“Let’s play Golden Eye!…No Oddjob”
That’s what your parents or possibly older siblings were saying back in the late 90s when Golden Eye was the groundreaking first person shooter for the N64. Because of a design glitch, the famous James Bond henchman, Odd Job, was considered a cheating skin because he was tough to shoot. Even the creators said so.
Now, here we are in 2021 and Warzone is dealing with one of it’s latest controversies. The Black Roze skin. A slim operator, dressed in all black, Roze is designed to be tough to see in the dark and her build makes it tougher to shoot her.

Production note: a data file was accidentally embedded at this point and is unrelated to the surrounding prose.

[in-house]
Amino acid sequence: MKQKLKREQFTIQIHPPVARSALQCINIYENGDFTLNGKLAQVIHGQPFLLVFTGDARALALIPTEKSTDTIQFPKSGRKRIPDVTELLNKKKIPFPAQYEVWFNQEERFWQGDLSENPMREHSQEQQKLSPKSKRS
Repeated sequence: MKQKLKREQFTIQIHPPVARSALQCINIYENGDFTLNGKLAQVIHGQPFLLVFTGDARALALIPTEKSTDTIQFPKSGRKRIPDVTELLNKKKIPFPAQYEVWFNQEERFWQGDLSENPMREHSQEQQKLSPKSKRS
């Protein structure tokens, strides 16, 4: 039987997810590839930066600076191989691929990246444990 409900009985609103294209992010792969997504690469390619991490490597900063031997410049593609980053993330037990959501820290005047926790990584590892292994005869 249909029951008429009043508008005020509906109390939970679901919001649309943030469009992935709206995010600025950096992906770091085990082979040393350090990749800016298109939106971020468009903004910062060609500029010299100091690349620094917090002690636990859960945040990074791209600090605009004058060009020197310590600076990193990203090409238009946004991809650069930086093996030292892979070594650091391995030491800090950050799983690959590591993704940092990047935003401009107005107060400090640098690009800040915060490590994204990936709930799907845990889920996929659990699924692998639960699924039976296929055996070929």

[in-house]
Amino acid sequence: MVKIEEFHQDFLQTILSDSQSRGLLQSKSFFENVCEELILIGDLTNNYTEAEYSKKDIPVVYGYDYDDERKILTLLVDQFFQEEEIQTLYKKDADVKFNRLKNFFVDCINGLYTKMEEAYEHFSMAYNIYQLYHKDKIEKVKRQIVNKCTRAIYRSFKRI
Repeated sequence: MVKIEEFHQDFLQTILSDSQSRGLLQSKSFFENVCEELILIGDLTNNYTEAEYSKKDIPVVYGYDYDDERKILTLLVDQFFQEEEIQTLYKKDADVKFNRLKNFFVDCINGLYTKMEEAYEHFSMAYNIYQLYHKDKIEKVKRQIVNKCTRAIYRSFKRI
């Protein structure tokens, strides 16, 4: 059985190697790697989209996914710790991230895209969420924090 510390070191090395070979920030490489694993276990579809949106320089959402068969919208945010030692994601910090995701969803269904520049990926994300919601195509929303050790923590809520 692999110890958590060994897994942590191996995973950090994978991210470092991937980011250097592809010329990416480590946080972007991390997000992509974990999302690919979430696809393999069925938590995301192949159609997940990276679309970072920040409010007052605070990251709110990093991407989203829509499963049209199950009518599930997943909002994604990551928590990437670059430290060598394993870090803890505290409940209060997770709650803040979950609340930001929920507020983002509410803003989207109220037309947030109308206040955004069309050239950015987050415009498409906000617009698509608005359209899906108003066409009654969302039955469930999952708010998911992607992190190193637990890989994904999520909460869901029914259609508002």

At first read, it would seem like Roze is Oddjob for the new generation, but there is a difference.
Roze is designed to fit into the dark. That’s why she’s wearing all black. She’s slender and tough to shoot for the same reason LeBron James is tall and muscular. Their builds both serve a purpose in their task.
Now, I don’t use a Black Roze skin, but we need to get our designation straight here. She was designed this way and is available for most players as an operator (eventually).
If you fight someone in the dark, it’s tough to see them if they’re wearing black. That’s the purpose of camouflage.
But the ship has sailed and now Roze is Oddjob. At the end of the day, its the consumers that define the product.
The customer is always right.
But in 20 years when the next controversial build comes out, it might not be the fairest of comparisons as it is when we talk about Oddjob. The original broken FPS skin.